The New York State budget adds more than $400 million to booster health services

ALBANY The new state budget increased funding for mental health services by more than $400 million to better serve children in schools, veterans and the mentally ill charged with crimes, as well as to address shortages of care workers amid a growing state and national mental health crisis.

The budget provides funding to state agencies for mental health clinics in schools, more psychiatric beds for inpatients in state facilities, and for the ongoing mental health needs of veterans, first responders and law enforcement officers. security and fixes.

TThe state Office of Mental Health will receive an additional $118 million, bringing its budget to $4.9 billion. That compares with $3.3 billion in 2022, when the state began a multiyear plan to strengthen mental health services, according to the state Budget Division. said he could not provide an overall figure for the total spending by all state agencies on mental health services.

The state’s priority to fund mental health services comes as more than 1 in 5 New Yorkers have symptoms of mental illness and 1 in 10 adults and children face challenges severe enough to affect work life , family and school, according to the state Department of Health. Left untreated, outcomes include school failure, teenage pregnancies, unemployment, divorce, suicide and violence.

Nationally, the U.S. Surgeon General determined that the country is in a youth mental health crisis, including increases in schizophrenia and bipolar disorder, all exacerbated by closely related drug addiction, such as oxycontin and fentanyl.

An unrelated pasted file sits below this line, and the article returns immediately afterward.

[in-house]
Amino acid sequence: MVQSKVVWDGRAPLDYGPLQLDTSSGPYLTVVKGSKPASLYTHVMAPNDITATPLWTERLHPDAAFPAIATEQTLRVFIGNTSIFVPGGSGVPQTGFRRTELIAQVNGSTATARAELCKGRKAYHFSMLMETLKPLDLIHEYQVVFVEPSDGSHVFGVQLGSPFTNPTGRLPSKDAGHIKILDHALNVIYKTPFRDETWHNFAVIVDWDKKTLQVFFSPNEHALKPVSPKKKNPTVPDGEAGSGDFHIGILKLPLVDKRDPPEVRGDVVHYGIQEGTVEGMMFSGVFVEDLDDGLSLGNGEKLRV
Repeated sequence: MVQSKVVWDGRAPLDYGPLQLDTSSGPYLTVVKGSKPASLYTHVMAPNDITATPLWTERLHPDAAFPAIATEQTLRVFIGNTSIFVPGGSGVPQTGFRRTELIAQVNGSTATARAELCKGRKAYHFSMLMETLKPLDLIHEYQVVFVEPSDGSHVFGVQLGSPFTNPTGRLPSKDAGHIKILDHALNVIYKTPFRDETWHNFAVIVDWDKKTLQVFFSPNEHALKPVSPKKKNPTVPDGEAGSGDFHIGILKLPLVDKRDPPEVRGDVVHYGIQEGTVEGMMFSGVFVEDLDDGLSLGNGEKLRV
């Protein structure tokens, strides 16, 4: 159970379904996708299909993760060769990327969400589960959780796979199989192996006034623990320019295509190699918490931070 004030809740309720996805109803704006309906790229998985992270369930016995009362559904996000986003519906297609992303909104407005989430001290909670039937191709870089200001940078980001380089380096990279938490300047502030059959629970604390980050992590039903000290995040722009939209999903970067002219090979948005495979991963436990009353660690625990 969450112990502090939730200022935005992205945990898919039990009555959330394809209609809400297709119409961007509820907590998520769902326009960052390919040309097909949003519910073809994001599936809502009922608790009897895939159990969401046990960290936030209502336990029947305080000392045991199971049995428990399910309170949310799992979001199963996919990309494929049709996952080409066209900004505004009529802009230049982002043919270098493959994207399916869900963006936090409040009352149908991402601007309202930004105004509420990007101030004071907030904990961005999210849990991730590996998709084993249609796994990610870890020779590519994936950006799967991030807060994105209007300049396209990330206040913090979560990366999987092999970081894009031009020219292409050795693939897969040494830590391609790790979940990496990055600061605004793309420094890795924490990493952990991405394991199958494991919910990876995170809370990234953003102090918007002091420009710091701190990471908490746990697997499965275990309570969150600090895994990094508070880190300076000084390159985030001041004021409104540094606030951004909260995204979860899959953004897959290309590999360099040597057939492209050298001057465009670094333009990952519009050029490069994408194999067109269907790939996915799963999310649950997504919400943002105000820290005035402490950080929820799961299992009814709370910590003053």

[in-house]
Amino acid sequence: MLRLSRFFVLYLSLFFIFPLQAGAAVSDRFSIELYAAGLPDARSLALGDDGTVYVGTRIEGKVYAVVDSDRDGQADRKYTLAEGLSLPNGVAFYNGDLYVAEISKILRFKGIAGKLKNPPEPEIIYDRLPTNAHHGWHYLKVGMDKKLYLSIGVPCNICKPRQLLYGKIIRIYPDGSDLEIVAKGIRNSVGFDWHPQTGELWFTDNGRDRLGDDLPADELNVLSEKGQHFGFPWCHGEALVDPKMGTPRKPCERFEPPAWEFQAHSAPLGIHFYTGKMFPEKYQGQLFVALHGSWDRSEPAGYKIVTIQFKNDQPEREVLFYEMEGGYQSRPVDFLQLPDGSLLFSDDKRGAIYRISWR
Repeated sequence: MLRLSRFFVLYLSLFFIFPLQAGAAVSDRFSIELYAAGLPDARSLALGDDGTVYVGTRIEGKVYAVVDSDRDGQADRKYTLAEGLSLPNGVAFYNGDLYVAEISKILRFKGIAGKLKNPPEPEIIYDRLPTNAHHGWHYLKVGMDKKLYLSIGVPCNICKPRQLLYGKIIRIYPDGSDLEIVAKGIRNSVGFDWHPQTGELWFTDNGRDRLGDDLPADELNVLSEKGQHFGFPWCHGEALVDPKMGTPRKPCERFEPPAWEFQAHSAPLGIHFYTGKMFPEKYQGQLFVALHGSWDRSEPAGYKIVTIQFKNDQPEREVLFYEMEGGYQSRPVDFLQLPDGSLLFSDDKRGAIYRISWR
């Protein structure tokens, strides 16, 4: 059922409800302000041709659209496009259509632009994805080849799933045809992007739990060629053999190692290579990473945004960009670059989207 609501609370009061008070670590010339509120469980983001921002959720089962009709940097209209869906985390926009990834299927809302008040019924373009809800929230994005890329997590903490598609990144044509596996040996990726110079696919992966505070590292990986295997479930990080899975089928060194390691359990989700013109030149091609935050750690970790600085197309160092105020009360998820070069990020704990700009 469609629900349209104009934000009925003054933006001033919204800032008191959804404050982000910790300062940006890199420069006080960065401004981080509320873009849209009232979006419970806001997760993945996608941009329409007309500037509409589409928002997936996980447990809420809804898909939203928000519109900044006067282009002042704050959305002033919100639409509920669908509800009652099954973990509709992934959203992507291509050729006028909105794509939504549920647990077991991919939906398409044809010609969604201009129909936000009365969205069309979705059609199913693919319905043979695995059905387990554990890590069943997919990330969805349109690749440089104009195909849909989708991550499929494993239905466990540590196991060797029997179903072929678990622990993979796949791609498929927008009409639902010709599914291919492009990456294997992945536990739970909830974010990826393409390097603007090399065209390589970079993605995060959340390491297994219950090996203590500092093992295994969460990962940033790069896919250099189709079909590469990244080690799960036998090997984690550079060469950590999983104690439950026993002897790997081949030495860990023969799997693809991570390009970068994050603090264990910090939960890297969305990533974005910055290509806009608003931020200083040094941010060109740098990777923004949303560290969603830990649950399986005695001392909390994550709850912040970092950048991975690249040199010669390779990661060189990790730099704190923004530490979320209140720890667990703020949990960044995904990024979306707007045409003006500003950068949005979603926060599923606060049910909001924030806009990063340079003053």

It’s a crisis, said Ramesh Raghavan, a professor at New York University’s Silver School of Social Work and co-author of Investing in Children’s Mental Health. The area of ​​need is particularly acute in young people.

The crisis has prompted more funding from states, including California, and the federal government. New York’s effort ramped up starting with Hochul’s 2023 State of the State direction. It called for a multi-year investment of $1 billion after years of underinvestment, even before the pandemic.

“Given that we seem to have such underinvestment in this country, any increase is very, very positive,” Raghaven told Newsday.

However, Raghaven and mental health leaders who provide care in the state also said a better balance is needed in how funding is spent. For example, the state has focused on increasing the number of psychiatric beds in hospitals and psychiatric centers, when community care works best for most patients.

A psychiatric bed is a place of care, not a type of care, he said. And we should invest in more types of care. He said the state could better balance preventative measures, such as earlier intervention with youth.

Half of all mental illnesses begin by age 14, and three-quarters begin by age 24, according to the state Department of Health citing national figures.